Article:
Take any opportunity you can to teach while you’re in graduate school. It’s an excellent experience. It looks great on the resume, and it will build your speaking/leadership skills. And, at the very least, you’ll get funny stories out of it. So far, I’ve had a student who said he was so stressed out that he’s going bald, a student who asked me for help reading her bank statement, and a student who admitted he Googled me and found out I was French. Teaching is full of surprises.
Watch the YouTube video “Did you know 3.0.” What does it all mean? We are living in exponential times and information technology’s effects on society, globally and on the individual level, are real. These changes are noticeable in today’s college students, because they are the first generation to have grown up with computers. For these digital natives, a large portion of written and verbal communication occurs through e-mail, Facebook, Twitter, YouTube, instant messages, forums, blogs, etc. Shouldn’t these social practices and their resulting discourse have a place in the college classroom? We have no choice if we want curriculum to remain current and relevant to our students.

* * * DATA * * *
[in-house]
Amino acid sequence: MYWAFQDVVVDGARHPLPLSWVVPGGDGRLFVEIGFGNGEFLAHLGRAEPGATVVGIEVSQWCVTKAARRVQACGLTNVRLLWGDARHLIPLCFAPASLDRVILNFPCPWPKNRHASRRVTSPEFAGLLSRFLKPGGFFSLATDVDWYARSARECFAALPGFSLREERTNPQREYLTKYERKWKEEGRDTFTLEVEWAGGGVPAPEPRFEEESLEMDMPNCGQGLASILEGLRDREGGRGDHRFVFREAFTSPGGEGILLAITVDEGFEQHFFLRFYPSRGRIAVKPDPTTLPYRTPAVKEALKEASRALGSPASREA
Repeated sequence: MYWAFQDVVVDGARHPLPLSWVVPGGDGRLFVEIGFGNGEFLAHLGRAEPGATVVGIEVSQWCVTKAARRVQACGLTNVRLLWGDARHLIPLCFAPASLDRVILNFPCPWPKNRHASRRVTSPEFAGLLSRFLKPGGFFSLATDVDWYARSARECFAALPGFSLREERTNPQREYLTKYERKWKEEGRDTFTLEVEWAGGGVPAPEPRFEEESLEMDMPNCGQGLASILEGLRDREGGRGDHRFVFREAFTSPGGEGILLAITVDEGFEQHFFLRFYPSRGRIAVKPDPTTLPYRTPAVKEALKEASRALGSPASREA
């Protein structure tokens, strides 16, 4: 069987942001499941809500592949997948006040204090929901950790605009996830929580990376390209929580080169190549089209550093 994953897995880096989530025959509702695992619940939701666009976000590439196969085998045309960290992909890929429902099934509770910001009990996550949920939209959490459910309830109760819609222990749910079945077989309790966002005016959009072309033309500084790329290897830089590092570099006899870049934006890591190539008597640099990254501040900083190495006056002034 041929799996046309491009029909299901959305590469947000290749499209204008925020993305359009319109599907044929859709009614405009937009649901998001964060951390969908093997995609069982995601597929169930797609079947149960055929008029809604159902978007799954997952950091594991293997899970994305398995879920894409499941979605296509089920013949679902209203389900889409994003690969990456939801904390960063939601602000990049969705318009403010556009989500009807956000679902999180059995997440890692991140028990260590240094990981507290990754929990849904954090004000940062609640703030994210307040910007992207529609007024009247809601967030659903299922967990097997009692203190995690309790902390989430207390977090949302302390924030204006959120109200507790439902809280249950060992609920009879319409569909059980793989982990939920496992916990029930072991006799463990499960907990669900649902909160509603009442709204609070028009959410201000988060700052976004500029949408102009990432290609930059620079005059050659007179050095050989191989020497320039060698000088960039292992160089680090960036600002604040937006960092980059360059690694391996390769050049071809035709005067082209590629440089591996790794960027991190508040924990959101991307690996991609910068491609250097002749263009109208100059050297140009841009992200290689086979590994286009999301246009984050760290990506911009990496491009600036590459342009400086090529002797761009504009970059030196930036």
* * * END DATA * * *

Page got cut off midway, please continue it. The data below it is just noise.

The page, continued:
In the children’s story The Wizard of Oz Dorothy, the main character, exclaims as she’s walking through woods that scare her, “Lions and Tigers and Bears, Oh My!” When our composition students show up on the first day of classes they often feel like exclaiming a 21st century version of Dorothy’s lament. Looking like deer that have been caught […]